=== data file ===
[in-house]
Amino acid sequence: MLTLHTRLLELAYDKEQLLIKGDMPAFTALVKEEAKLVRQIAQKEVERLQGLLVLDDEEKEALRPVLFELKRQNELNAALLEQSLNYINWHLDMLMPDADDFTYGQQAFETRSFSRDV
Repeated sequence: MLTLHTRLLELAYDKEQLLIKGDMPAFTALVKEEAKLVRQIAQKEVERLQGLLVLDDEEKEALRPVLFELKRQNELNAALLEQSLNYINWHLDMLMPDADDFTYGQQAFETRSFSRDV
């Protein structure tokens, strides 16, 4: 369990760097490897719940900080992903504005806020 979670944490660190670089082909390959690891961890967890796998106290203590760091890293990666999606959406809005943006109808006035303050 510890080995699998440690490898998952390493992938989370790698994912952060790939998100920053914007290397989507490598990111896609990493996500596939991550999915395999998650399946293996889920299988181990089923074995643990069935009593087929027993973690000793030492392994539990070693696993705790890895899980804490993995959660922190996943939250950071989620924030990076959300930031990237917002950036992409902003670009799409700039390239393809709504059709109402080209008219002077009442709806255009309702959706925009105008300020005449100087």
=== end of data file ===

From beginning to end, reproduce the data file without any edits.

[in-house]
Amino acid sequence: MLTLHTRLLELAYDKEQLLIKGDMPAFTALVKEEAKLVRQIAQKEVERLQGLLVLDDEEKEALRPVLFELKRQNELNAALLEQSLNYINWHLDMLMPDADDFTYGQQAFETRSFSRDV
Repeated sequence: MLTLHTRLLELAYDKEQLLIKGDMPAFTALVKEEAKLVRQIAQKEVERLQGLLVLDDEEKEALRPVLFELKRQNELNAALLEQSLNYINWHLDMLMPDADDFTYGQQAFETRSFSRDV
């Protein structure tokens, strides 16, 4: 369990760097490897719940900080992903504005806020 979670944490660190670089082909390959690891961890967890796998106290203590760091890293990666999606959406809005943006109808006035303050 510890080995699998440690490898998952390493992938989370790698994912952060790939998100920053914007290397989507490598990111896609990493996500596939991550999915395999998650399946293996889920299988181990089923074995643990069935009593087929027993973690000793030492392994539990070693696993705790890895899980804490993995959660922190996943939250950071989620924030990076959300930031990237917002950036992409902003670009799409700039390239393809709504059709109402080209008219002077009442709806255009309702959706925009105008300020005449100087």